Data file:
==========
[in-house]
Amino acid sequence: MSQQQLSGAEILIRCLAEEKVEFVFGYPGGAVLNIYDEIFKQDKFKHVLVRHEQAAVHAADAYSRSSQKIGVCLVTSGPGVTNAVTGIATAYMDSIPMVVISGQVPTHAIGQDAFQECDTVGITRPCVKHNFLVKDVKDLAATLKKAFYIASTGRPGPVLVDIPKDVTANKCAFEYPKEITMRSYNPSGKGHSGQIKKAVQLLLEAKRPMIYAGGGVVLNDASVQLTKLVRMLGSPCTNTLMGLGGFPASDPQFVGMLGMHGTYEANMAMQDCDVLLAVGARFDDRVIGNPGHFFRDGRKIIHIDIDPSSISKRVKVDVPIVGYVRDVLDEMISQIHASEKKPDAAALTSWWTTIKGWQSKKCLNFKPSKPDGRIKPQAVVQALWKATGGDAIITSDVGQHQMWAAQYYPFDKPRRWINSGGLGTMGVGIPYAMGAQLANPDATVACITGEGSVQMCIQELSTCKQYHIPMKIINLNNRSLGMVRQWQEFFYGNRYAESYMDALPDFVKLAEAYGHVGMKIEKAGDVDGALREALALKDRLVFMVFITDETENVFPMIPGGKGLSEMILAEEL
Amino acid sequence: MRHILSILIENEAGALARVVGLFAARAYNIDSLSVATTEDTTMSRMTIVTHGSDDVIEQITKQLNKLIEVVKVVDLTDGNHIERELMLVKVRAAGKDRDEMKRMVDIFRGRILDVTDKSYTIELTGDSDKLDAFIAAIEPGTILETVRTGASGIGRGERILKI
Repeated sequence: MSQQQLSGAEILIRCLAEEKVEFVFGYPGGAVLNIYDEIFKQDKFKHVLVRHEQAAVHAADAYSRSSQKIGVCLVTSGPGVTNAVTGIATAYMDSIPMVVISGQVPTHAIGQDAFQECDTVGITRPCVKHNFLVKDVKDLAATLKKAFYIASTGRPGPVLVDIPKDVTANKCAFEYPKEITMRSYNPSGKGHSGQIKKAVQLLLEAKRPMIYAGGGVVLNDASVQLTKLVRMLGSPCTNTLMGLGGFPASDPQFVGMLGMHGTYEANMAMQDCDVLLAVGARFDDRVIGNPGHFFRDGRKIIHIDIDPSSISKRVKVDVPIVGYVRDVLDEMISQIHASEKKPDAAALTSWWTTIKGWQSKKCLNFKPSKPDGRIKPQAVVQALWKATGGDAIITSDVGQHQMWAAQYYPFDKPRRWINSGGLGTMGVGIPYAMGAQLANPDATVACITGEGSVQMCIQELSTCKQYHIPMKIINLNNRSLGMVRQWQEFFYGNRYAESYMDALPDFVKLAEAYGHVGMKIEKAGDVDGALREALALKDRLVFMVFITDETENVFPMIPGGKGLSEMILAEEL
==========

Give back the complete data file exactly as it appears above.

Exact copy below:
[in-house]
Amino acid sequence: MSQQQLSGAEILIRCLAEEKVEFVFGYPGGAVLNIYDEIFKQDKFKHVLVRHEQAAVHAADAYSRSSQKIGVCLVTSGPGVTNAVTGIATAYMDSIPMVVISGQVPTHAIGQDAFQECDTVGITRPCVKHNFLVKDVKDLAATLKKAFYIASTGRPGPVLVDIPKDVTANKCAFEYPKEITMRSYNPSGKGHSGQIKKAVQLLLEAKRPMIYAGGGVVLNDASVQLTKLVRMLGSPCTNTLMGLGGFPASDPQFVGMLGMHGTYEANMAMQDCDVLLAVGARFDDRVIGNPGHFFRDGRKIIHIDIDPSSISKRVKVDVPIVGYVRDVLDEMISQIHASEKKPDAAALTSWWTTIKGWQSKKCLNFKPSKPDGRIKPQAVVQALWKATGGDAIITSDVGQHQMWAAQYYPFDKPRRWINSGGLGTMGVGIPYAMGAQLANPDATVACITGEGSVQMCIQELSTCKQYHIPMKIINLNNRSLGMVRQWQEFFYGNRYAESYMDALPDFVKLAEAYGHVGMKIEKAGDVDGALREALALKDRLVFMVFITDETENVFPMIPGGKGLSEMILAEEL
Amino acid sequence: MRHILSILIENEAGALARVVGLFAARAYNIDSLSVATTEDTTMSRMTIVTHGSDDVIEQITKQLNKLIEVVKVVDLTDGNHIERELMLVKVRAAGKDRDEMKRMVDIFRGRILDVTDKSYTIELTGDSDKLDAFIAAIEPGTILETVRTGASGIGRGERILKI
Repeated sequence: MSQQQLSGAEILIRCLAEEKVEFVFGYPGGAVLNIYDEIFKQDKFKHVLVRHEQAAVHAADAYSRSSQKIGVCLVTSGPGVTNAVTGIATAYMDSIPMVVISGQVPTHAIGQDAFQECDTVGITRPCVKHNFLVKDVKDLAATLKKAFYIASTGRPGPVLVDIPKDVTANKCAFEYPKEITMRSYNPSGKGHSGQIKKAVQLLLEAKRPMIYAGGGVVLNDASVQLTKLVRMLGSPCTNTLMGLGGFPASDPQFVGMLGMHGTYEANMAMQDCDVLLAVGARFDDRVIGNPGHFFRDGRKIIHIDIDPSSISKRVKVDVPIVGYVRDVLDEMISQIHASEKKPDAAALTSWWTTIKGWQSKKCLNFKPSKPDGRIKPQAVVQALWKATGGDAIITSDVGQHQMWAAQYYPFDKPRRWINSGGLGTMGVGIPYAMGAQLANPDATVACITGEGSVQMCIQELSTCKQYHIPMKIINLNNRSLGMVRQWQEFFYGNRYAESYMDALPDFVKLAEAYGHVGMKIEKAGDVDGALREALALKDRLVFMVFITDETENVFPMIPGGKGLSEMILAEEL